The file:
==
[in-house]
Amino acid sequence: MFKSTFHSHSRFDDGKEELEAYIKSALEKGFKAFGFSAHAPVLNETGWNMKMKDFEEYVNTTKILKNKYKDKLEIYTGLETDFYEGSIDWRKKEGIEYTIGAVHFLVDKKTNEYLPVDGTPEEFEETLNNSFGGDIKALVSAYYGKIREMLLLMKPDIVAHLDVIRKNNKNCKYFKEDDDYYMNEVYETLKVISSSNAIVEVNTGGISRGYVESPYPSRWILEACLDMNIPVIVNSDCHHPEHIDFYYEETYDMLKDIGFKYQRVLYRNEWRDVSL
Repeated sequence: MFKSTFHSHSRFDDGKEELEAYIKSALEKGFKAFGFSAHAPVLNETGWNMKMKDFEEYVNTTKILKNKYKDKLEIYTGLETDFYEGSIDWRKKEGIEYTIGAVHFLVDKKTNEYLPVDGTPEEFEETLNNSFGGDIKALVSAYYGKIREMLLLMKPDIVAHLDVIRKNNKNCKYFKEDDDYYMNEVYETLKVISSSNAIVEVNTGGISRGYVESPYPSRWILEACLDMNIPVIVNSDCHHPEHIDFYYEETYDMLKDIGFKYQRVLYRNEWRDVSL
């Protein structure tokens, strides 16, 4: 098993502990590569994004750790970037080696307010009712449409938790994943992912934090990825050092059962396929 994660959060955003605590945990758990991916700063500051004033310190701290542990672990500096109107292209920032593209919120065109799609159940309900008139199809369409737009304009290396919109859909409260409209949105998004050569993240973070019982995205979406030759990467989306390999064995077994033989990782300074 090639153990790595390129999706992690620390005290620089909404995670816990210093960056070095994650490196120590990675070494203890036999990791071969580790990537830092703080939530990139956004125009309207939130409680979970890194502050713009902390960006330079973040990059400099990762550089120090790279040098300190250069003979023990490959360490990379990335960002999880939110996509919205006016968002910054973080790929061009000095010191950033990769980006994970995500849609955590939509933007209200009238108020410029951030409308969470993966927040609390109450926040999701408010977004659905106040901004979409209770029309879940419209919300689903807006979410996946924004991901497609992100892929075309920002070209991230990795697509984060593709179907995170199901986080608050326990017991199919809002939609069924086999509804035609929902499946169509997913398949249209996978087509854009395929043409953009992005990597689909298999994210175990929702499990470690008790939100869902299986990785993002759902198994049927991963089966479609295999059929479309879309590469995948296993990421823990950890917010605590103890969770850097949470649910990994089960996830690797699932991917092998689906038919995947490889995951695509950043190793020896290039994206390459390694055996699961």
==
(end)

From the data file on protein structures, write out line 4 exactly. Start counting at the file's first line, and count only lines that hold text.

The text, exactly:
């Protein structure tokens, strides 16, 4: 098993502990590569994004750790970037080696307010009712449409938790994943992912934090990825050092059962396929 994660959060955003605590945990758990991916700063500051004033310190701290542990672990500096109107292209920032593209919120065109799609159940309900008139199809369409737009304009290396919109859909409260409209949105998004050569993240973070019982995205979406030759990467989306390999064995077994033989990782300074 090639153990790595390129999706992690620390005290620089909404995670816990210093960056070095994650490196120590990675070494203890036999990791071969580790990537830092703080939530990139956004125009309207939130409680979970890194502050713009902390960006330079973040990059400099990762550089120090790279040098300190250069003979023990490959360490990379990335960002999880939110996509919205006016968002910054973080790929061009000095010191950033990769980006994970995500849609955590939509933007209200009238108020410029951030409308969470993966927040609390109450926040999701408010977004659905106040901004979409209770029309879940419209919300689903807006979410996946924004991901497609992100892929075309920002070209991230990795697509984060593709179907995170199901986080608050326990017991199919809002939609069924086999509804035609929902499946169509997913398949249209996978087509854009395929043409953009992005990597689909298999994210175990929702499990470690008790939100869902299986990785993002759902198994049927991963089966479609295999059929479309879309590469995948296993990421823990950890917010605590103890969770850097949470649910990994089960996830690797699932991917092998689906038919995947490889995951695509950043190793020896290039994206390459390694055996699961």